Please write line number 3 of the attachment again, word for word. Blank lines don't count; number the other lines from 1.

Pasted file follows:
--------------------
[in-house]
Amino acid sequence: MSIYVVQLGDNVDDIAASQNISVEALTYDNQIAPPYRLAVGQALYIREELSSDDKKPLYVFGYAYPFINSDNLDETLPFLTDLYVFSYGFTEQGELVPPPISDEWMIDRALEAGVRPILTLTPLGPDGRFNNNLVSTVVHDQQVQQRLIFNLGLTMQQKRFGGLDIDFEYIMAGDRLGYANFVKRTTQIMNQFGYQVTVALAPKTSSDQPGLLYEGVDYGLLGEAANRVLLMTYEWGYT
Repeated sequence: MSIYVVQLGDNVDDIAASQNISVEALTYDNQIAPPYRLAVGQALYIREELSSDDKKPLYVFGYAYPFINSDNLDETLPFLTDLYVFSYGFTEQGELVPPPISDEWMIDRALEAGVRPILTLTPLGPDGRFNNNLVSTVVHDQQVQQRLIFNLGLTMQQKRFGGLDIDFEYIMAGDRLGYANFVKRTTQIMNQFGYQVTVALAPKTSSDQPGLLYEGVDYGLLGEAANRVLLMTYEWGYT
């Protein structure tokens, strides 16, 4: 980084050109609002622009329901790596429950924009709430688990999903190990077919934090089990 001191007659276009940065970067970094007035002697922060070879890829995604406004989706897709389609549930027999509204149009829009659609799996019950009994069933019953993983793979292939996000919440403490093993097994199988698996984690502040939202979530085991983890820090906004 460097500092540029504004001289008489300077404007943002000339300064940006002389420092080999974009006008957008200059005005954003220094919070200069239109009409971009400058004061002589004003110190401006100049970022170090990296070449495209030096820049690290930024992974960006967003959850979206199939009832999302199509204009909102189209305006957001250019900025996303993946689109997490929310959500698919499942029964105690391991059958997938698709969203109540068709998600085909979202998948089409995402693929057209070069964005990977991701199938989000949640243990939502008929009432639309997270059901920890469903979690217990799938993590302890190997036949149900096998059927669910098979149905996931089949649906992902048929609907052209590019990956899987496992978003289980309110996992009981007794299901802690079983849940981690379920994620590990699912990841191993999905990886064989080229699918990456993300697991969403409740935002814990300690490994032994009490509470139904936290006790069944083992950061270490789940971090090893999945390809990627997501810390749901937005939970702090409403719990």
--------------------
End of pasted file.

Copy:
Repeated sequence: MSIYVVQLGDNVDDIAASQNISVEALTYDNQIAPPYRLAVGQALYIREELSSDDKKPLYVFGYAYPFINSDNLDETLPFLTDLYVFSYGFTEQGELVPPPISDEWMIDRALEAGVRPILTLTPLGPDGRFNNNLVSTVVHDQQVQQRLIFNLGLTMQQKRFGGLDIDFEYIMAGDRLGYANFVKRTTQIMNQFGYQVTVALAPKTSSDQPGLLYEGVDYGLLGEAANRVLLMTYEWGYT